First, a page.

PHILIP J. CUNNINGHAM
After years of frustrating quietude, Burma's long-simmering discontent has broken out into an open boil. A daring spiritual protest was followed by a cruel and callous bloodletting, the kind of event that brings out the best and worst of the global media. The uplifting image of maroon-robed barefoot monks with upturned alms bowls gliding down grubby Rangoon streets surrounded by masses of adoring civilians was the penultimate performance art, created by anonymous thousands, hand-delivered to journalists as a gift to a jaded world. Such footage was obtained under trying conditions and supreme personal risk, the work of intrepid individuals willing to forsake comfort and safety to tell a story that needs to be told.
Compelling images, enhanced by an exotic setting, captured the gist of the Burma story. It is in the nature of the medium to focus on stories with good visuals; indeed TV news at its most engaging is packed with sights and sounds that not only awe but educate.
To the extent the maroon revolution was televised, the work was done mostly by amateurs. Then the screen went dark, as Buddhist monks, the penultimate moral authority in the orthodox Theravada Buddhist culture of Burma, were shot at and beaten in scores, cameras confiscated and thousands of witnesses and participants put under lock and key.
Despite the momentary lull, the crackdown bodes ill for the superstitious Than Shwe kleptocracy that has until now been able to rule Burma with an iron fist, because even the military, through its mindful cultivation and supervision of the Buddhist clergy, would be the first to admit that no good karma can come from the killing of monks. By the same token, no good can come of the killing journalists, who collectively, despite individual imperfections and failings, serve as a lay clergy of sorts, moral arbitrers for much of the world outside of closed countries like Burma, from Moscow to Baghdad, from Johannesburg to Japan.
When Burma reinvented itself as Myanmar after the bloody massacre of Burmese students in 1988, the Japanese media, like the blindly politically correct CNN, embraced the unhappily revised status quo with such linguistic zeal that a Tokyo-based reporter would have to argue with editors to use the word "Burma" rather than "Myanmar", even, absurdly, in at least one instance, in an article that made reference to George Orwell's "Burmese Days."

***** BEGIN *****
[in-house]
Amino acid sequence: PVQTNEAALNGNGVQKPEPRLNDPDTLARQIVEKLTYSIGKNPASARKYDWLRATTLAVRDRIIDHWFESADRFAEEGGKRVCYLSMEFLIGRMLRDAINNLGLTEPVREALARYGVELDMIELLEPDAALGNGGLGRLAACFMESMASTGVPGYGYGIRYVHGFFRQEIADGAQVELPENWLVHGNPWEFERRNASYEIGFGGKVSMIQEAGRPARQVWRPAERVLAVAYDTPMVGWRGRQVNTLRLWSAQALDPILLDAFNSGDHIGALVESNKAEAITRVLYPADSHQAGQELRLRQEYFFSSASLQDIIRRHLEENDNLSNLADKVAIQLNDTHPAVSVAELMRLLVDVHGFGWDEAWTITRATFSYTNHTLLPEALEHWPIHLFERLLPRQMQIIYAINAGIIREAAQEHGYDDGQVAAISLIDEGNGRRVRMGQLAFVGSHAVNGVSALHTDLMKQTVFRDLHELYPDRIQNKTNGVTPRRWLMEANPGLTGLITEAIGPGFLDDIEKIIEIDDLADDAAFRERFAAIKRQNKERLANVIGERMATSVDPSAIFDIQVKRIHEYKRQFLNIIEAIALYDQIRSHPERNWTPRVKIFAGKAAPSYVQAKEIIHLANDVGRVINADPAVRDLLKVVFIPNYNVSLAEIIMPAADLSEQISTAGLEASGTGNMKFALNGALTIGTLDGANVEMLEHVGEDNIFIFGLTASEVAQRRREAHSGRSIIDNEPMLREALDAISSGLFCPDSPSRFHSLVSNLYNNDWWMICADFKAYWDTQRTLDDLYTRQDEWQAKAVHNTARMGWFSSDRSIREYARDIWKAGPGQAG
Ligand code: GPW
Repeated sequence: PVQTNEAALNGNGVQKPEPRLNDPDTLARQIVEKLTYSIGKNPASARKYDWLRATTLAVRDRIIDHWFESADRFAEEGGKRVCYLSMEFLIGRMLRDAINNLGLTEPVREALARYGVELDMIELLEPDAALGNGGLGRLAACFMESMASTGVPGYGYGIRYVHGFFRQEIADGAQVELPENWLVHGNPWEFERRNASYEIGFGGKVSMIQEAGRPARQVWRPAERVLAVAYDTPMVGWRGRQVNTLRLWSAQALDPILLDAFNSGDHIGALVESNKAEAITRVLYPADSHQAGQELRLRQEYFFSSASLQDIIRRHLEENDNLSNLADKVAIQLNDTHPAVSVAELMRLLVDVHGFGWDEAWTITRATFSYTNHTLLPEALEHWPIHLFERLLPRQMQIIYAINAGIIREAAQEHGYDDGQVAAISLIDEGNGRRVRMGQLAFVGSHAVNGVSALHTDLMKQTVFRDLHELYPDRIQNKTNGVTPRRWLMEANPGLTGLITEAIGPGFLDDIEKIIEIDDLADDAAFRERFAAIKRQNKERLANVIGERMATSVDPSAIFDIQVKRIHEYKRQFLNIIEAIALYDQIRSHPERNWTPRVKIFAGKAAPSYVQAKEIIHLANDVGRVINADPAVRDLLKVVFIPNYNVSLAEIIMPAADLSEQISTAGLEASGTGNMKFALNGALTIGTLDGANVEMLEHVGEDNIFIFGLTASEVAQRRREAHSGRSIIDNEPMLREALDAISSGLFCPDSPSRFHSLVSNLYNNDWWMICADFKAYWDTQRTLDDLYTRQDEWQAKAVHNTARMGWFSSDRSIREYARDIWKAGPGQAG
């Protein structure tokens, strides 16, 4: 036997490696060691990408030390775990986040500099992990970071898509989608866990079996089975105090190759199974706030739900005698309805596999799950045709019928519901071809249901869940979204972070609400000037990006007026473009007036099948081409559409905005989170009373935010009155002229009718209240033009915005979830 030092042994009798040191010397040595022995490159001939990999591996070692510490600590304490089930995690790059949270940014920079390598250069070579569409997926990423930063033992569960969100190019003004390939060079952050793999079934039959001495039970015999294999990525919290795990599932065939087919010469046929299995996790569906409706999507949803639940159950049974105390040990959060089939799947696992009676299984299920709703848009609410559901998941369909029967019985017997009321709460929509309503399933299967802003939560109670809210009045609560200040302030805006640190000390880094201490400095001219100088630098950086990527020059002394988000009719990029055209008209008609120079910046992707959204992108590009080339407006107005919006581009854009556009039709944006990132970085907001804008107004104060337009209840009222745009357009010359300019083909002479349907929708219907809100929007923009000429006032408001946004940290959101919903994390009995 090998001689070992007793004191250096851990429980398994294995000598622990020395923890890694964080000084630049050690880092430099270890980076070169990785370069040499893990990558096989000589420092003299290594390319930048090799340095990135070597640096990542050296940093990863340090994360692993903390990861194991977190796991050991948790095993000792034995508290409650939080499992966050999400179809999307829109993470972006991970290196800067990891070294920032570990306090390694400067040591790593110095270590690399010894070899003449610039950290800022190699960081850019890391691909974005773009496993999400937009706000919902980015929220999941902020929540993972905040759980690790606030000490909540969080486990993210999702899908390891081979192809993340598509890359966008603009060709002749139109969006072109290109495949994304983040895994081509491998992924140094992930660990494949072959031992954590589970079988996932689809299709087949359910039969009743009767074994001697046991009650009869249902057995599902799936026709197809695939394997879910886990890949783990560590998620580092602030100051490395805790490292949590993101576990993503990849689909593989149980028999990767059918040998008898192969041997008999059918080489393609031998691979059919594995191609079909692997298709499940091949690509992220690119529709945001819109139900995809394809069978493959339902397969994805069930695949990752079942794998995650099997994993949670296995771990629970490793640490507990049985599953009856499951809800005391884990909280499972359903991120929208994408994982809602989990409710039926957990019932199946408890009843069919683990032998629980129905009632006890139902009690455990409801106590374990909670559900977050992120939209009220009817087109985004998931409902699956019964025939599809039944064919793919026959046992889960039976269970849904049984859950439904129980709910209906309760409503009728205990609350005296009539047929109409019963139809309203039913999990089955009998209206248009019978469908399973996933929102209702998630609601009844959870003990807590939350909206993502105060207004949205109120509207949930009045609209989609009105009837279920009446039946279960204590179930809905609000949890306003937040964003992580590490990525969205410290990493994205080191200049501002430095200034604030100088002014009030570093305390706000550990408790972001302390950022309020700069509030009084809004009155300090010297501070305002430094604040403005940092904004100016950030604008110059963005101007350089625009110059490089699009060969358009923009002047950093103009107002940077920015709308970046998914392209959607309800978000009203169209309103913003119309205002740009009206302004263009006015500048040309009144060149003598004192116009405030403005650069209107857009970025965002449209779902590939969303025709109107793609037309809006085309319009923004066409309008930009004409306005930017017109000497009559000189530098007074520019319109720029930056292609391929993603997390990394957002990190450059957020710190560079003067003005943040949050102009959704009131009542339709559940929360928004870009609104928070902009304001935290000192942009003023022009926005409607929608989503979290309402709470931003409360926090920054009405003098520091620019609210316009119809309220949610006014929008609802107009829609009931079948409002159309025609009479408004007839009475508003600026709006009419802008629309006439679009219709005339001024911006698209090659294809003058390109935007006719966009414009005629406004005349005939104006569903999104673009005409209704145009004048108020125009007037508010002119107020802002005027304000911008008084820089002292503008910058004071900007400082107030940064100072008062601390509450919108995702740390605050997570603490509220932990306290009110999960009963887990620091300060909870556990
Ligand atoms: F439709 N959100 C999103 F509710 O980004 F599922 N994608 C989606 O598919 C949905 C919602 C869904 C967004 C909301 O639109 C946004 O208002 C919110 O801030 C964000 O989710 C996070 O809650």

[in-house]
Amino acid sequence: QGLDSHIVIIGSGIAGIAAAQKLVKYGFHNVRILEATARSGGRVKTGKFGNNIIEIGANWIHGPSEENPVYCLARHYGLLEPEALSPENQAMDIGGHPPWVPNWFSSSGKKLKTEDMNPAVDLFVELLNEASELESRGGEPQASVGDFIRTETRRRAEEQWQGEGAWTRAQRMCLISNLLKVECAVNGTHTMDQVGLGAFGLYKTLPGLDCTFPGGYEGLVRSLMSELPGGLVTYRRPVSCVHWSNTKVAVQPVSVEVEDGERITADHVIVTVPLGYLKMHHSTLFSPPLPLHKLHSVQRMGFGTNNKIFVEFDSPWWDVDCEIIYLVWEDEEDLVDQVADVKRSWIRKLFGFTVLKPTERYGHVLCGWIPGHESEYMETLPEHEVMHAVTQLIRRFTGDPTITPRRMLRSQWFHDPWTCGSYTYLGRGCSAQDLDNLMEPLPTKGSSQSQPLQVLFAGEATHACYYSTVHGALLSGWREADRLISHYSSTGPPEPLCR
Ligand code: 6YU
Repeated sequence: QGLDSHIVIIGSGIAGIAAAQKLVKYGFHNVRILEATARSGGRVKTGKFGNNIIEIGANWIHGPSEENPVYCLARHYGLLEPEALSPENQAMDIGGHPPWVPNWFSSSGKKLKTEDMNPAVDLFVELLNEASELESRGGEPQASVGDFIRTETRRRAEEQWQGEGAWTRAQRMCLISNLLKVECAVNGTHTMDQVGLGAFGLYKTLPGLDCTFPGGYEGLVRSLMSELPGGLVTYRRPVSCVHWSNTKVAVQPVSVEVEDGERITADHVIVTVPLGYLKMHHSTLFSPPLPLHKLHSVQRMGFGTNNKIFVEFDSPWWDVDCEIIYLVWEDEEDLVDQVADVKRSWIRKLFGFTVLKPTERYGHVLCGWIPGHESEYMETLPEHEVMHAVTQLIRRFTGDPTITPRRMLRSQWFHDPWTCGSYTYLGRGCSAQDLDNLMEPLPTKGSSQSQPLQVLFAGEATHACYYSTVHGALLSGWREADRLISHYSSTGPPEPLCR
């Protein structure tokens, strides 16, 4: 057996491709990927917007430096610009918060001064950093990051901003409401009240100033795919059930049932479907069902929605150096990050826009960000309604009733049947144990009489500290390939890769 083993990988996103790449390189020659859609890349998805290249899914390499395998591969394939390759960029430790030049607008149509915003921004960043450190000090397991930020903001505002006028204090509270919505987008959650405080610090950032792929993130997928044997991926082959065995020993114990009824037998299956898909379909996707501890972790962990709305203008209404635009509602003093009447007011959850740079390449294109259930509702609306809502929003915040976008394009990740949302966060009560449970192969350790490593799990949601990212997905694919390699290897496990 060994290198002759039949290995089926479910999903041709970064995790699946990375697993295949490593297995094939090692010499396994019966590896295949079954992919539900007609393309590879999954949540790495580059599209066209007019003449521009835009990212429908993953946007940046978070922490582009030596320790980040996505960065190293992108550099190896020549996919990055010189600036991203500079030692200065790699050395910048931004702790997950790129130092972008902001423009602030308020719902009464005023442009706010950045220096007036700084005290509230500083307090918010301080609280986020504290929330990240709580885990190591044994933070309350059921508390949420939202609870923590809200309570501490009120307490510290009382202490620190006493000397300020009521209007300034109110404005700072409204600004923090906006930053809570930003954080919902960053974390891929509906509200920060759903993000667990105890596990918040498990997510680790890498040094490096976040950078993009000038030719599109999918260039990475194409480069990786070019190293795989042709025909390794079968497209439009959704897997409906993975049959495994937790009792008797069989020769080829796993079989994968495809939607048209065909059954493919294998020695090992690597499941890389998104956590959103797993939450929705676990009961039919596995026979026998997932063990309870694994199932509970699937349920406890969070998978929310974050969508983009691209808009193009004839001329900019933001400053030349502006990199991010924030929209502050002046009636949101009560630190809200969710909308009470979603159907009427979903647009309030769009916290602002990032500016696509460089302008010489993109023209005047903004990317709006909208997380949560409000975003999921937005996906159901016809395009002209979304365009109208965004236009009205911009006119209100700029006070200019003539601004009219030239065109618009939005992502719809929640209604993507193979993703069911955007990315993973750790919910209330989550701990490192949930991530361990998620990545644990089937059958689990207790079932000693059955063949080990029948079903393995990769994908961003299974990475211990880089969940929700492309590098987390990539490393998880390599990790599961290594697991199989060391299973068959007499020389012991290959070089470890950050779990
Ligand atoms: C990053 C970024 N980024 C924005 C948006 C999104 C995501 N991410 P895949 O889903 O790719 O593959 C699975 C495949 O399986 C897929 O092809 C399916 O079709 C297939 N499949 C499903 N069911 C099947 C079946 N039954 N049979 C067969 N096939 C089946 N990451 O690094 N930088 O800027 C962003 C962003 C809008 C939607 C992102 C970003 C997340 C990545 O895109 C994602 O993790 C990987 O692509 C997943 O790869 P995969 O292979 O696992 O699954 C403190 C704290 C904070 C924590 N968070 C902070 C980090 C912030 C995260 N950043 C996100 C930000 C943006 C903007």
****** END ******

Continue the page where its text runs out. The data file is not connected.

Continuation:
But the cold-blooded on-camera killing of Japanese journalist Kenji Nagai on September 27, 2007 as he filmed the unfolding of protest in the streets of Rangoon has shocked and galvanized the Japanese media, even the quasi-governmental NHK, enough to cause Japan's "neutral" stance to be reconsidered. As the regime that calls itself "Myanmar," becomes synonymous with horror, the old word "Bi-ru-ma" the Japanese rendering for Burma, is likely to make a comeback.
That the killing of a single Japanese citizen has provoked more outrage than the deaths of a dozen unknown local demonstrators speaks partly to the tribal nature of the media in today's world, but also points to the importance of access and the elements of good story-telling. Nagai's story can be shared effectively because documented facts and images exist that make a rounded telling possible. His parents and coworkers were interviewed, his camera work put on view. But even allowing for bias in the coverage, Nagai's fate was not only supremely newsworthy, but appropriately paired with the pain and loss suffered by dignified Burmese monks and civilian demonstrators.
Kenji Nagai was shot in the back while doing his job, his body and passport returned but not his camera. Through him, the world got a shocking glimpse of Burma's shoot-to-kill politics. Even a casual TV viewer fuzzy on the details --and who isn't given the dearth of information coming out of Burma—can see that there is something terribly wrong about a regime that operates in such a way. The brutal imagery of people with guns gunning down people without guns speaks for itself.
If it bleeds, it leads. Long the mantra of the tabloid press and TV stations desperate to find an audience, these callous words might as well be the mantra for the global cable and network giants.
CNN and other news giants have done a decent job using other people's footage to catch up with a story that took the world by surprise in part because of their own negligence, bestowing with its obligatory 15 minutes of fame and then a bit more. But few if any card-carrying cable stars and camera crews can get into Burma, effectively putting the story back on the back burner. Photos posted to the Internet strain to fill the gap, and a range of motley voices from refugees and militant minorities to a handful of bloggers inside Burma, have tales to tell, but bloggers are not journalists and verification remains vague.
Even as one of the world's great humanitarian struggles fades from the screen, the 24/7 news show must go on. Celebrity practitioners of TV journalism will fill in the gaps as before, inadvertently focusing on the celebrity of celebrity, whiling away precious air-time, re-directing attention away from the afflicted to the affluent and their own fastidiously groomed selves.
Meanwhile, as Burma, the land once lovingly described by Kipling as full of "sunshine, palm trees and tinkly temple bells" recedes from view, its people are at risk of being felled like trees in a far-off forest, invisible and all but unheard.
Thursday, October 11, 2007
PHILIP J. CUNNINGHAM